Where did I put my car keys? I can’t find my wallet. Have you seen my water bottle anywhere? When something is lost that is of some worth to us, we instinctively put our minds to the task of finding it. When someone tells me they’ve lost something, I immediately want to help them find it. And, like the woman in the parable of the lost coin (Luke 15), it is indeed joyful for all when the lost item has been found.
But in this life we don’t just lose things, we lose people. I’m referring to losing a loved one to death. This kind of loss can’t be found by diligent searching in the way we scour our environment in hopes of finding lost items. It’s common to hear someone say they lost their loved one rather than saying they died. And they are right in the sense that it is a loss, a great loss that brings on deep and painful grief. Grievers have shared that saying their loved one has died is just too painful so referring to their loved one as being lost helps them avoid the “D” word.
Grief will occur with any significant loss and it is probably never more apparent than when someone with whom we have a close relationship dies. Grief is a natural and normal response to losing something or someone we value. While we all grieve over our losses, not everyone understands or takes the time needed to mourn those losses. Mourning is what is needed when grief surfaces. This is how we tend to our brokenness and allow God to accompany us through a season of grief. Allowing time and space for mourning is a healthy choice but many of us are hard pressed to carve this out for ourselves and to support it for other grievers.
As members of the body of Christ, we have been called to work together for the building up of His body; not only building on behalf of others but keeping ourselves in the best possible state of health. Grief is a specific type of illness that deserves care and attention.
If you have gotten this far in this article, you are most likely currently experiencing a loss or know someone close to you hurting over a loss. It is normal to feel anything but normal during this season of our lives.
Just as God did not create us to separate ourselves from Him, He did not create us to be separated from each other. The effects of sin have left us experiencing pain never intended by our loving Creator. Yet, He has given us the assurance of His presence now and the promise of complete future restoration as we move through a season of grief and loss.
Here are a few things to remember when we are experiencing loss or wanting to be a healing presence for others:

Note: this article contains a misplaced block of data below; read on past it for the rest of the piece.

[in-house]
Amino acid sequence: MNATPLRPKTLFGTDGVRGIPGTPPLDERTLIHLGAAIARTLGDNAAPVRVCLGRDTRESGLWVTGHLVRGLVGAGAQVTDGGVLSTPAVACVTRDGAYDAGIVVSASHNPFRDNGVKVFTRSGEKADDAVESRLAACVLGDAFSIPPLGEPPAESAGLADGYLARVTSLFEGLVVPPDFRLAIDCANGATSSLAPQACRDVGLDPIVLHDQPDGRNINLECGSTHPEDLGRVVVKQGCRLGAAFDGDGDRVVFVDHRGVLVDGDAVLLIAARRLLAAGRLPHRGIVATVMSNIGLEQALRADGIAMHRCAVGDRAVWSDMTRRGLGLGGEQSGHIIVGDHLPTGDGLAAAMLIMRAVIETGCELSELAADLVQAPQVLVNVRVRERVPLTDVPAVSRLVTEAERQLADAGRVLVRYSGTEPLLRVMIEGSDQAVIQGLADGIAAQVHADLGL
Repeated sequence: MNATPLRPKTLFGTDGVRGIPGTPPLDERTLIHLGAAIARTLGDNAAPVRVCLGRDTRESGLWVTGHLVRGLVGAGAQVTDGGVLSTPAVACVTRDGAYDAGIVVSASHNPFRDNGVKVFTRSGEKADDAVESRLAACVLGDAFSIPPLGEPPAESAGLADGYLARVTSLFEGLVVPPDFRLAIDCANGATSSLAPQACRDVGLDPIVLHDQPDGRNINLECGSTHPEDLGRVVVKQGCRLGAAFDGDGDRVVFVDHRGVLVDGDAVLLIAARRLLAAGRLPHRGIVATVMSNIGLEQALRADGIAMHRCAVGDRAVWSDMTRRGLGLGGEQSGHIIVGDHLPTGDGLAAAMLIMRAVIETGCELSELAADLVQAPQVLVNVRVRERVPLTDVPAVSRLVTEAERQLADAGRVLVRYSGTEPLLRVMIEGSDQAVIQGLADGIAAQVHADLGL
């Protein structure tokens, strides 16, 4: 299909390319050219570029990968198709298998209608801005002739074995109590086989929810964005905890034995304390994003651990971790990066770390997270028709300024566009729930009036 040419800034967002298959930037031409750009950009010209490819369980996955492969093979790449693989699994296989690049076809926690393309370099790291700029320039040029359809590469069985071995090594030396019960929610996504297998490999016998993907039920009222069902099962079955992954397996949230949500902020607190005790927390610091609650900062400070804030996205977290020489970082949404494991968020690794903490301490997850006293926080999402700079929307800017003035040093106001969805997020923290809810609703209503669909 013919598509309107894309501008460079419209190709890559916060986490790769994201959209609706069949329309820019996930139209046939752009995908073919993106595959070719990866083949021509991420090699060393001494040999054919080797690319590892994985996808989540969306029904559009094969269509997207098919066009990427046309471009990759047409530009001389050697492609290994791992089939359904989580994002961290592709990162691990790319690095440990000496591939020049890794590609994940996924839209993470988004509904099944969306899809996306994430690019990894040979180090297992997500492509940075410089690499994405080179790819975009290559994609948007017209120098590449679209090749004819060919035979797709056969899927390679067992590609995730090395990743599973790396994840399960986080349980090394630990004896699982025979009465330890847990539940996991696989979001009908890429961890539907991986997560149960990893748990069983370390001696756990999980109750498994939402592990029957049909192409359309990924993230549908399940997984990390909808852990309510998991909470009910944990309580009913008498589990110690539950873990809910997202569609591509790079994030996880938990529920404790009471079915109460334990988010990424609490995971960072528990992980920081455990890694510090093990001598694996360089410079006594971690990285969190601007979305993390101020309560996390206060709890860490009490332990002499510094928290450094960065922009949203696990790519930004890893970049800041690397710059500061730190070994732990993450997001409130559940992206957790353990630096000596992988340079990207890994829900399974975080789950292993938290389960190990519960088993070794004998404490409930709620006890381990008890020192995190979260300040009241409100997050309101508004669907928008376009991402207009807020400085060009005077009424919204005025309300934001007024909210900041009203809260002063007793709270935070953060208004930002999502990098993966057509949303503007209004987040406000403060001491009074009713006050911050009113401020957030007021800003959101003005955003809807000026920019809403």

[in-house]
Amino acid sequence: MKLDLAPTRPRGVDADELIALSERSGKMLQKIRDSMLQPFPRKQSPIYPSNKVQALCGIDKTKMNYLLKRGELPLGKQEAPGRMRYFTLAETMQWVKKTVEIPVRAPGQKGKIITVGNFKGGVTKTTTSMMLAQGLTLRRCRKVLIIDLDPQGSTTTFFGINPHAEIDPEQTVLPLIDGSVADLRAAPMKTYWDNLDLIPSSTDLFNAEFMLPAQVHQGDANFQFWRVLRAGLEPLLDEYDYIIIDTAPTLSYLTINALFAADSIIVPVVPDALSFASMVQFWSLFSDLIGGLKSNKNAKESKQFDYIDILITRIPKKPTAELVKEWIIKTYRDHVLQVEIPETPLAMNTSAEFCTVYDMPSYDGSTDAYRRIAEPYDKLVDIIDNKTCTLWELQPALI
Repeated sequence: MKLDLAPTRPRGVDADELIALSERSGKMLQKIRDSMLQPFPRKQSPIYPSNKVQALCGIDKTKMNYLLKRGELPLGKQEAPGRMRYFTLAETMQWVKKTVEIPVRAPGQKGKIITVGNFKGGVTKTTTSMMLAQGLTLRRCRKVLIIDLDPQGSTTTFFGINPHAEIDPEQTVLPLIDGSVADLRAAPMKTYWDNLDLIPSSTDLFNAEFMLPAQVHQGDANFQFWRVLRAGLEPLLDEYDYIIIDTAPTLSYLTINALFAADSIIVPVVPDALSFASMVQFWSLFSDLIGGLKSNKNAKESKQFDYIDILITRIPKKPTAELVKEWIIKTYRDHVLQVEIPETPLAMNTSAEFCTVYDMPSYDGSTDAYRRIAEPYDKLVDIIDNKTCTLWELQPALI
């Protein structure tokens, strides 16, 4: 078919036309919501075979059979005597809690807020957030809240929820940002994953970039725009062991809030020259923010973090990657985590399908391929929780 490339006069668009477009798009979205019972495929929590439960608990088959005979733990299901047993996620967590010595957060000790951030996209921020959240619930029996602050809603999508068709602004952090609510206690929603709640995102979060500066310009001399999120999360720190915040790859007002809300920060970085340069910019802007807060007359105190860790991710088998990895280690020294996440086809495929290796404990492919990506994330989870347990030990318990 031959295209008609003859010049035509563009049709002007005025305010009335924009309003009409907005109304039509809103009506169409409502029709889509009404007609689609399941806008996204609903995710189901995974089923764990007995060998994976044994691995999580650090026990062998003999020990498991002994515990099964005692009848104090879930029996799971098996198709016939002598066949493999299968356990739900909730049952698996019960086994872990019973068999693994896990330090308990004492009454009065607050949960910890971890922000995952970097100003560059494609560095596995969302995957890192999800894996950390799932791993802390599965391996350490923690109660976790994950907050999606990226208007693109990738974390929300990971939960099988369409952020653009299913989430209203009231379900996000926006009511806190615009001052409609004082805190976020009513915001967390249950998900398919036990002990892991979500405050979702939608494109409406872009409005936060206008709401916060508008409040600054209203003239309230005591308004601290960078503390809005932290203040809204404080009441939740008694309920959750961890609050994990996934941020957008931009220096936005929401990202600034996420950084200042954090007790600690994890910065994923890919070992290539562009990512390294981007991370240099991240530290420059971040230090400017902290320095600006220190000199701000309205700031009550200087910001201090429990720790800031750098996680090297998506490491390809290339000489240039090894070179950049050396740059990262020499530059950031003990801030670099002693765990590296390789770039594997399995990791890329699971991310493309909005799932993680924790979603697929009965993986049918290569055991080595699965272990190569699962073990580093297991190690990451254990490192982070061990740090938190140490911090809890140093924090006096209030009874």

- We all experience grief because loss is part of living in a world of brokenness. Grief can sometimes even cause us to question our sanity. Knowing grief is universally normal, even though it was not God’s original design, can help us lean into this season without trying to avoid it.
- Healing from loss is a process that takes time and it’s on its own timetable incomparable to anyone else’s including previous losses. Simply accepting the reality of a deep loss takes time and attention.
- How we grieve is unique to each of us and it is best not to compare or judge other griever’s words or behavior. Only God knows their heart and He knows where, when and how to impart healing.
- Healing happens in the context of community. Accepting our need of support in this process will help us face this season in healthier ways. Consider connecting with others in this season by joining a grief support group.
- One of the most challenging needs in our healing is choosing to embrace the pain by allowing ourselves to feel. For the Christian, our Supreme Example is Jesus. Isaiah describes Him as a “Man of sorrows, acquainted with grief.” (Isaiah 53:3) He did not avoid facing the pain but felt it fully. When we avoid the pain, we also block ourselves off from other positive emotions that allow us to heal and help others heal.
- Extreme sorrow over a loss can temporarily cause us to feel we’ve lost meaning or purpose in our lives. This is a spiritual crisis and seeking counsel from someone we trust can help us navigate through this crisis and find heart-healing as God provides.
- Memories are what hold us until we are reunited with our loved one. If you are supporting someone, listen to their stories about their relationship with their loved one and if you have memories about their loved one, share them with them as well. Joy can surface in this sharing even in our early days of grief.
Sharing hope and wholeness through the healing power of Christ is the mission to which we have been called. For the grieving, providing caring attentive presence is how the healing power of Christ is experienced from within His body.
If you are interested in learning more about facilitating a grief peer support group at your church, NAD Health Ministries has resources, education and support for this ministry. Simply click on the link, fill out the information and you will be connected with someone from our team to provide you with information.
“God blesses those who mourn, for they will be comforted.” Matthew 5:4 NLT